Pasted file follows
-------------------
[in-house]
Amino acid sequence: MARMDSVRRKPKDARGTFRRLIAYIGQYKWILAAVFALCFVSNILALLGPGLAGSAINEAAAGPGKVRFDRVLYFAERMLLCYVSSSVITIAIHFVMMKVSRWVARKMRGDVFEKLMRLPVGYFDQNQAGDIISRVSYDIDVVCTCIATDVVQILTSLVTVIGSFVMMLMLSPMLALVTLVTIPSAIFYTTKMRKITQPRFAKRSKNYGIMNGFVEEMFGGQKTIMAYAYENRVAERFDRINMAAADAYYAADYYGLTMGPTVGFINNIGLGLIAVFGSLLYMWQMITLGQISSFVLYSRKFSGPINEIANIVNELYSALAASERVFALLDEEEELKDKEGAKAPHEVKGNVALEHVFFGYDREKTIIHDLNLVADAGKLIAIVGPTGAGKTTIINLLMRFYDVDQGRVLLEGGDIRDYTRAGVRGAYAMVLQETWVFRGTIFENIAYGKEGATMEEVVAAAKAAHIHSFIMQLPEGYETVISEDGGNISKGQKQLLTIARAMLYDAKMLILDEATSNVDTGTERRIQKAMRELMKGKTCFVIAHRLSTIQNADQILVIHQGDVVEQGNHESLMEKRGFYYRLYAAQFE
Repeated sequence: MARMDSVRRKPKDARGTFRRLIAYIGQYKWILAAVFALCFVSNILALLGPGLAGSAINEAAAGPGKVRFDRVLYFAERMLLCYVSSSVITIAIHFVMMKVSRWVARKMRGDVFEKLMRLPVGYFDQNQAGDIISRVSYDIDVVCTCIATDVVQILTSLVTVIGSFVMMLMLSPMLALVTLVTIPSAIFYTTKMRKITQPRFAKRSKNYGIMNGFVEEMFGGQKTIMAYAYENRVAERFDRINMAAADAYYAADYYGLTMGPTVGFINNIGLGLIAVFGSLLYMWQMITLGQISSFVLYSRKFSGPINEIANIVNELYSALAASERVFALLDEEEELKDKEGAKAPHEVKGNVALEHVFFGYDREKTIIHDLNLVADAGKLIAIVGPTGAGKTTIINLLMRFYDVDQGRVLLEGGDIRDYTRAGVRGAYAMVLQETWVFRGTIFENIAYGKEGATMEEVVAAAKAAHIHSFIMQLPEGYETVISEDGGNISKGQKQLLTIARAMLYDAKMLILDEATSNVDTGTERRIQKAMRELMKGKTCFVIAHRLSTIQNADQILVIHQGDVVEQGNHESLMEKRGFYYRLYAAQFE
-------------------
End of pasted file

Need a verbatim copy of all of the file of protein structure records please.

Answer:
[in-house]
Amino acid sequence: MARMDSVRRKPKDARGTFRRLIAYIGQYKWILAAVFALCFVSNILALLGPGLAGSAINEAAAGPGKVRFDRVLYFAERMLLCYVSSSVITIAIHFVMMKVSRWVARKMRGDVFEKLMRLPVGYFDQNQAGDIISRVSYDIDVVCTCIATDVVQILTSLVTVIGSFVMMLMLSPMLALVTLVTIPSAIFYTTKMRKITQPRFAKRSKNYGIMNGFVEEMFGGQKTIMAYAYENRVAERFDRINMAAADAYYAADYYGLTMGPTVGFINNIGLGLIAVFGSLLYMWQMITLGQISSFVLYSRKFSGPINEIANIVNELYSALAASERVFALLDEEEELKDKEGAKAPHEVKGNVALEHVFFGYDREKTIIHDLNLVADAGKLIAIVGPTGAGKTTIINLLMRFYDVDQGRVLLEGGDIRDYTRAGVRGAYAMVLQETWVFRGTIFENIAYGKEGATMEEVVAAAKAAHIHSFIMQLPEGYETVISEDGGNISKGQKQLLTIARAMLYDAKMLILDEATSNVDTGTERRIQKAMRELMKGKTCFVIAHRLSTIQNADQILVIHQGDVVEQGNHESLMEKRGFYYRLYAAQFE
Repeated sequence: MARMDSVRRKPKDARGTFRRLIAYIGQYKWILAAVFALCFVSNILALLGPGLAGSAINEAAAGPGKVRFDRVLYFAERMLLCYVSSSVITIAIHFVMMKVSRWVARKMRGDVFEKLMRLPVGYFDQNQAGDIISRVSYDIDVVCTCIATDVVQILTSLVTVIGSFVMMLMLSPMLALVTLVTIPSAIFYTTKMRKITQPRFAKRSKNYGIMNGFVEEMFGGQKTIMAYAYENRVAERFDRINMAAADAYYAADYYGLTMGPTVGFINNIGLGLIAVFGSLLYMWQMITLGQISSFVLYSRKFSGPINEIANIVNELYSALAASERVFALLDEEEELKDKEGAKAPHEVKGNVALEHVFFGYDREKTIIHDLNLVADAGKLIAIVGPTGAGKTTIINLLMRFYDVDQGRVLLEGGDIRDYTRAGVRGAYAMVLQETWVFRGTIFENIAYGKEGATMEEVVAAAKAAHIHSFIMQLPEGYETVISEDGGNISKGQKQLLTIARAMLYDAKMLILDEATSNVDTGTERRIQKAMRELMKGKTCFVIAHRLSTIQNADQILVIHQGDVVEQGNHESLMEKRGFYYRLYAAQFE